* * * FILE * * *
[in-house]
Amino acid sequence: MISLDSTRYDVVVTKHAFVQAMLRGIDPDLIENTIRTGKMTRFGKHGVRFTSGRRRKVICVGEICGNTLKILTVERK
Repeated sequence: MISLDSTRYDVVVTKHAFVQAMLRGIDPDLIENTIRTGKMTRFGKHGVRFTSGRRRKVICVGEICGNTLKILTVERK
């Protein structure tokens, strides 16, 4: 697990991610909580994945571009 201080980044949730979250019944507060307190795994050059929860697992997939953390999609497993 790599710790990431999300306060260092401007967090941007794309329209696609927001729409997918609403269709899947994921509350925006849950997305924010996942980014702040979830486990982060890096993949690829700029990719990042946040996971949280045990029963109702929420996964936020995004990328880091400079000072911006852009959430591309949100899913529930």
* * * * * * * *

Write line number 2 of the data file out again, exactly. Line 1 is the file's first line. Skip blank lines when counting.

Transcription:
Amino acid sequence: MISLDSTRYDVVVTKHAFVQAMLRGIDPDLIENTIRTGKMTRFGKHGVRFTSGRRRKVICVGEICGNTLKILTVERK